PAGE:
Sensor detects cable fire before it starts burning
Fires are frequently caused by smoldering cables. Novel sensors now help detect such smoldering fires at an early stage by analyzing the plastic vapors released by overheated insulating cables. Scientists of KIT and Karlsruhe University of Applied Sciences have developed these hybrid sensors that combine measurement processes with data evaluation. Their work is reported in the current issue of the Sensors & Transducers Journal.
A smoldering cable can be detected with a little luck before it starts burning: The plastic coating changes color, there is a smell of burning. Hybrid sensors might detect the risk of cable fires earlier, even before they are perceived by eyes and nose. They detect the gases released from the plastic coating due to heating and reliably identify and analyze the gas mixture and its concentration.
In addition, they can also detect interfering gases, such as propene or carbon monoxide, and, hence, exclude false alarms. To this end, the hybrid sensors do not only possess a gas-detecting sensor chip, but also the computation capacity and algorithms needed for evaluating measured data. "The combination of a smart evaluation process with physical measurement is the basic idea of this development," Dr. Hubert Keller, Simulation and Measurement Project Head of KIT's Institute for Applied Computer Science, explains.
The highly sensitive and very reliable hybrid sensors might increase safety in cable ducts. In addition, their capability of finding gas mixtures and determining individual gas concentrations might be useful for detecting toxic mold gases during food control, explosive gases in fertilizer silos, or leaks of natural gas pipelines. "Hybrid sensors can be used anywhere as separate systems or in a network. They may also be combined with classical safety technology, such as infrared cameras," Keller says.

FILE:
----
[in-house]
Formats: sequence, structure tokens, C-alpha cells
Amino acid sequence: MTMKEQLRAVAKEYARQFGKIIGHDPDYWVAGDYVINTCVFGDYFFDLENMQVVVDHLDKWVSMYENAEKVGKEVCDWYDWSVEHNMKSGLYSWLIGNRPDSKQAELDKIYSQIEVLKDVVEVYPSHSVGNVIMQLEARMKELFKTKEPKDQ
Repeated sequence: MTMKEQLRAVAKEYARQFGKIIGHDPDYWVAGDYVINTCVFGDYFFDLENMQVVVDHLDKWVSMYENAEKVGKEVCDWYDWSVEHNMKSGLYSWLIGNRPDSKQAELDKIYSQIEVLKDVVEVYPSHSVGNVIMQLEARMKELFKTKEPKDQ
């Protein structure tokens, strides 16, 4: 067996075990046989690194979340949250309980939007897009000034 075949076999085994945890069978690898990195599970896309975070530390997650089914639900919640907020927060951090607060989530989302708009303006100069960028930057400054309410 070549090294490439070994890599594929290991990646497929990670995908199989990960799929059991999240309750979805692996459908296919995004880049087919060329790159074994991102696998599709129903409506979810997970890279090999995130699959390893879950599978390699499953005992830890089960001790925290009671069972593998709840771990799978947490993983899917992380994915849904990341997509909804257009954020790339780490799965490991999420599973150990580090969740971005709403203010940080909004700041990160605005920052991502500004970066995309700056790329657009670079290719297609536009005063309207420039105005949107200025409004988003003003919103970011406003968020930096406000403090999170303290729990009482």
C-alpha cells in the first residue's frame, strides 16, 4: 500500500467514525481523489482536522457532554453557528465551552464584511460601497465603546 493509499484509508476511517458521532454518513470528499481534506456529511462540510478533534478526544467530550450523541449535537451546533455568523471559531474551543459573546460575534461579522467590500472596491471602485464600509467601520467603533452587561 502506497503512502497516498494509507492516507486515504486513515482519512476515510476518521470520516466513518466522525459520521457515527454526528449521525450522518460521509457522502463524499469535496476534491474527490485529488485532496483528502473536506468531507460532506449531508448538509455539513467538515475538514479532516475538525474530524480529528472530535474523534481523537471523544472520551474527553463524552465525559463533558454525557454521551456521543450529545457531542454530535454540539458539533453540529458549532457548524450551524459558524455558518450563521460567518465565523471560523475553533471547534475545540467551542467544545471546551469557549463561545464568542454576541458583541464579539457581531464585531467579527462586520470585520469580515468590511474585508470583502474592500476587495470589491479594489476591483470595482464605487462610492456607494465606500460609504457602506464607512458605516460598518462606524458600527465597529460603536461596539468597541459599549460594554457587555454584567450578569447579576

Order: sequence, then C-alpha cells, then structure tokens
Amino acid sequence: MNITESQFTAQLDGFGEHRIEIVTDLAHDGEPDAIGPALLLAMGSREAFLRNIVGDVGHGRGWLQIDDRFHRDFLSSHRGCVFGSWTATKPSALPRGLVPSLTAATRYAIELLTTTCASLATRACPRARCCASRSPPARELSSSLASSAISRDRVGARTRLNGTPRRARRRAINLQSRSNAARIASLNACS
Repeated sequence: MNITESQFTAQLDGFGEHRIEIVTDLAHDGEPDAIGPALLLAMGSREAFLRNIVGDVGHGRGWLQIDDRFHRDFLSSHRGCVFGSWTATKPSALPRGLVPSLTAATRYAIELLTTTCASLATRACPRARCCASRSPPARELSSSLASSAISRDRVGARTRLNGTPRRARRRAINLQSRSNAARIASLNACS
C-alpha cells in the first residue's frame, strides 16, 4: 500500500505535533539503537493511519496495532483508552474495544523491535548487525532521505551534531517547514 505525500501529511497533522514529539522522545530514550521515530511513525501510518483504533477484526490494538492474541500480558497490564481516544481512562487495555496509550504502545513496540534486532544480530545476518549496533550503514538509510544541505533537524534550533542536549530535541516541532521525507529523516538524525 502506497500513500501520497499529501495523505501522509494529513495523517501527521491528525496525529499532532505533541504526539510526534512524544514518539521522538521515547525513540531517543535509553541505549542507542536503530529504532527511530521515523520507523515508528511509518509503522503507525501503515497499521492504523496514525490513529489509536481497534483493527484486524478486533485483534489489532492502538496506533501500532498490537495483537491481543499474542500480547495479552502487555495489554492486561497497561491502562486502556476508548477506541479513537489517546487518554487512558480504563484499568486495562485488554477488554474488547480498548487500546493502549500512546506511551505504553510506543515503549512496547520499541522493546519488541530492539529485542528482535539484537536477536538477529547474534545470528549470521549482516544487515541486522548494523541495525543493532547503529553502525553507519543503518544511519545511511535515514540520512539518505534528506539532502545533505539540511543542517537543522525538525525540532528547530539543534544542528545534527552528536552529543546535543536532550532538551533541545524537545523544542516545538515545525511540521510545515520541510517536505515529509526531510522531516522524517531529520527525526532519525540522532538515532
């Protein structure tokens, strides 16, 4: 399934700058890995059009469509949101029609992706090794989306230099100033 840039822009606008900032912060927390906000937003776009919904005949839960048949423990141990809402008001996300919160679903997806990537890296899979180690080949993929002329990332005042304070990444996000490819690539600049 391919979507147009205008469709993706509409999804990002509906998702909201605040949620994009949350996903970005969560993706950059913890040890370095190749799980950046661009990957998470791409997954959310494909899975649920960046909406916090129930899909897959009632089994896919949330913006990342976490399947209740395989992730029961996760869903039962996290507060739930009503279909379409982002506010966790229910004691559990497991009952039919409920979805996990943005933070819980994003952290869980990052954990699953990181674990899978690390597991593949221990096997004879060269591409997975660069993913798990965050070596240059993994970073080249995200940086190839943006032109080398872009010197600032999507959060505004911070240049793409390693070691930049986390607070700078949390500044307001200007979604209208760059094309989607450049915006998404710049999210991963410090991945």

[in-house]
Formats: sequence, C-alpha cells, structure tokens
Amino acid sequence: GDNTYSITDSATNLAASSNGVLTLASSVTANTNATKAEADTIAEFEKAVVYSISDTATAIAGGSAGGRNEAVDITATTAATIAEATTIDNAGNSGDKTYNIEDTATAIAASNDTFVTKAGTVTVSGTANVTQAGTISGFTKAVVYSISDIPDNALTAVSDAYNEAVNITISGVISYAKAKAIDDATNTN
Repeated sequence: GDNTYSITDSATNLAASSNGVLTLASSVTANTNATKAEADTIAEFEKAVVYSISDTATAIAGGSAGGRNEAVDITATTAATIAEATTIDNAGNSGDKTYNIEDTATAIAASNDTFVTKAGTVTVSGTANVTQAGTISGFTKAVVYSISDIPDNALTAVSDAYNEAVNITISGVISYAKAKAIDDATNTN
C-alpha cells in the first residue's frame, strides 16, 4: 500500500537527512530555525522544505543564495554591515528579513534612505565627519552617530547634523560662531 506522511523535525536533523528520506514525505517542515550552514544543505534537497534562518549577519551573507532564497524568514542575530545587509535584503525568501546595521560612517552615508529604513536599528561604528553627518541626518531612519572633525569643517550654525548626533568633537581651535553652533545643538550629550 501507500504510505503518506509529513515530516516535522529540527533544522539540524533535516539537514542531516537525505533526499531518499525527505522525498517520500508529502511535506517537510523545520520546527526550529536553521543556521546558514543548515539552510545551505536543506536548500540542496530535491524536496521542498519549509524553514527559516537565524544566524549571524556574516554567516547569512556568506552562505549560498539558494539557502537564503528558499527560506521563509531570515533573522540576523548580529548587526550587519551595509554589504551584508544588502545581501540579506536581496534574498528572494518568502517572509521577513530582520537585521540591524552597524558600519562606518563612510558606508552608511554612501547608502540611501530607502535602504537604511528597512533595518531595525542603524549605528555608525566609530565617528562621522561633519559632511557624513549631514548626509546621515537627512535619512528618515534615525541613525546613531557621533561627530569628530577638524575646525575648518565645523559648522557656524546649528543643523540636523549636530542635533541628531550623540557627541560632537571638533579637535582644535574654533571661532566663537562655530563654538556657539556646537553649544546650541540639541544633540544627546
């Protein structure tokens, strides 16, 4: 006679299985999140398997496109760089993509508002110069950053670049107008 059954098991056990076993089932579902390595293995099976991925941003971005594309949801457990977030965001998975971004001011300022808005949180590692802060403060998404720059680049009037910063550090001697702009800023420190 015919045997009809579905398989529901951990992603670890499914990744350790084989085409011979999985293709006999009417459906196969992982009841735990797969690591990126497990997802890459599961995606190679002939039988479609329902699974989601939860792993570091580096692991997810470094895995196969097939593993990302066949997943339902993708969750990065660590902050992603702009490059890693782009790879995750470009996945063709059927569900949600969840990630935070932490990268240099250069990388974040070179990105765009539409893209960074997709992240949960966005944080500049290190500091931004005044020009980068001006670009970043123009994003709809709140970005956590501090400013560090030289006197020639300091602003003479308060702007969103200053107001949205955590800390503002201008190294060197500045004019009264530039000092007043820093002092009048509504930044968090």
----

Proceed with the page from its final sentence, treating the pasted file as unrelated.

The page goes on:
"For the development of the sensor, we use the effect that various gases react in different ways with gas-sensitive metal oxides as a function of temperature," Professor Dr. Heinz Kohler of the Institute of Sensor Technology and Information Systems (ISIS) of the Karlsruhe University of Applied Sciences says. "This effect is the basis of a self-heated, temperature-controlled sensor chip with four sensors, i.e. a sensor array. "The sensor array is heated cyclically and cooled down again. Simultaneous measurement of electric resistance or conductance yields four specific conductance signatures, the evaluation of which provides information on the composition and concentration of the gas. The current issue of the Sensors & Transducers Journal reports this development in the area of hybrid sensor technology.
Combination of sensor technology and analysis method was funded with EUR 1.3 million for a duration of three years under the hybrid sensor platform project. The project team consisted of computer scientists and mathematicians of KIT, Karlsruhe University of Applied Sciences, and two industry partners. The process has already attracted worldwide attention and won a best paper award for excellent research contributions at two international conferences.